“Pick a product or company you truly believe in—something that makes you happy. Figure out what your personal definition of success is, and go for it wholeheartedly without worrying about how others perceive your success.” Elizabeth Allen, Emerald Director & Independent Wine Guide
Consistency is key.
“On a more practical side—set aside your ‘when’ early on: When are you going to work your business? We are often told that random efforts yield random results, and that’s true. Even if you can only devote 15 minutes per day to your business, keep working those 15 minutes consistently with income-producing activities and it will pay off.” Elizabeth Allen, Emerald Director & Independent Wine Guide
“My tip is to be consistent. Even if you only have 5 minutes a day to devote to your business, then consistently spend those 5 minutes every single day making calls, setting up events, etc. Doing a little can take you a long way and is better than doing nothing.” Julie Skogen, Ruby Director & Independent Wine Guide
“My top tip would be to just never give up! In my opinion, it is the only way you could fail at this business. If you continually put one foot in front of the other and don’t let the struggles or day-to-day distractions get to you, you will reach your goals. I tell my team, ‘Focus on your effort, and the results will come.’ It’s easy to become discouraged when you don’t see immediate (or even mid-range) results, but if you just stick with it, you will get there!” Penny Fitzgerald, Emerald Director & Independent Wine Guide
“When I think about how I’ve been able to have success and what sets me apart from others, it comes down to consistency. I have remained consistent in my business since the day I started. I have consistently touched my business everyday, I have consistently held events each week (averaging five per month) and I have consistently participated in company training opportunities, monthly calls, regional meetings and company wide conferences.
While I’ve had months along they way that were not as successful as I wanted them to be, I didn’t stray from my plan to remain consistent in touching my business; reaching out to potential hosts, potential team members, and current team members. I haven’t taken a break from my business in 6.5 years—however, I’ve always maintained a working schedule that I enjoy and that hasn’t interfered with family time. My ‘work’ with direct sales has never really felt like work. I look forward to the daily tasks that help keep my business growing. It’s not a job when it’s fun and you are in control.” Tanya Van Someren, Ruby Director & Independent Wine Guide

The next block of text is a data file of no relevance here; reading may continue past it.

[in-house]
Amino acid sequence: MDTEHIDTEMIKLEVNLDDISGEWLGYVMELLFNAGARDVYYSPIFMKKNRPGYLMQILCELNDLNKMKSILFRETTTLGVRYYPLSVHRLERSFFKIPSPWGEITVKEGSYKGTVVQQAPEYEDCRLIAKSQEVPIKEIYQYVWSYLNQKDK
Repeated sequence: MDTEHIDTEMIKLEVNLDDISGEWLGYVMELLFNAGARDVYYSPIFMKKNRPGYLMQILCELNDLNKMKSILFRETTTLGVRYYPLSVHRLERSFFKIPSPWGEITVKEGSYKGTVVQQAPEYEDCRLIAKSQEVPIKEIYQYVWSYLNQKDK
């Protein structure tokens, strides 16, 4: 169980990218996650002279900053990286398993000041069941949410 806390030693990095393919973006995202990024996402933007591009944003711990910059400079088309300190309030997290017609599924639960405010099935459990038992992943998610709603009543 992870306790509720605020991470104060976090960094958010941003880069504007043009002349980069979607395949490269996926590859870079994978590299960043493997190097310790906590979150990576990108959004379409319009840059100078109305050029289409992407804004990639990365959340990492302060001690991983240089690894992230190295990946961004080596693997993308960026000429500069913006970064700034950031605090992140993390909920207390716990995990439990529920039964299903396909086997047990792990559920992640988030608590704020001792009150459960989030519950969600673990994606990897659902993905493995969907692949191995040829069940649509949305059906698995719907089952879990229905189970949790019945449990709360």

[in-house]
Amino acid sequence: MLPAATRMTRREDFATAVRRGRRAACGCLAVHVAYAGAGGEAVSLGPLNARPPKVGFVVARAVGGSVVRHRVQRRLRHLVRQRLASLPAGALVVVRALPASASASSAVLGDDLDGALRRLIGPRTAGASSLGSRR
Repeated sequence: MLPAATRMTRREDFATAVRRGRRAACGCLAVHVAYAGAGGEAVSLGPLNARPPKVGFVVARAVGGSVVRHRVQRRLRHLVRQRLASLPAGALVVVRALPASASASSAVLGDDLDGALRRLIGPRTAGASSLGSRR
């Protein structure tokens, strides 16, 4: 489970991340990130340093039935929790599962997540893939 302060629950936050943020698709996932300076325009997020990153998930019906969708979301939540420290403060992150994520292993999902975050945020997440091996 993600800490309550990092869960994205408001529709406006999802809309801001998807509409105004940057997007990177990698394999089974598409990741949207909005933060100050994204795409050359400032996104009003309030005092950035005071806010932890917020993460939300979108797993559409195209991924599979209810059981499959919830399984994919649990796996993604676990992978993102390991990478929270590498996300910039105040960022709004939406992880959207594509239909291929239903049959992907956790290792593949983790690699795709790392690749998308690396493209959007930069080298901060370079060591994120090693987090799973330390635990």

“My best tip for running a successful direct selling business is to be consistent. When you are consistently holding events every month, you’ll build confidence, increase your skill set, and experience higher sales and more bookings. I recommend holding at least one event a week so your skills stay fresh, so you get bookings to create future paydays, and to provide a consistent income stream. You’ll also be able to mentally bounce back quickly from an event that didn’t go as planned if you have another one to look forward to soon after. When you are consistent, you’ll never find yourself on the brink of going out of business, and you’ll show your friends, family, customers and team members that you’re a serious entrepreneur.” Debbie Allen, Diamond Director & Independent Wine Guide
We’re so thankful each of these leaders shared their best direct selling tips with us—they are rock stars in our organization, and they’re dedicated entrepreneurs who are serious about improving their lives (while having serious fun doing it). To find out more about what the path to becoming a Wine Guide looks like, check out the guide below.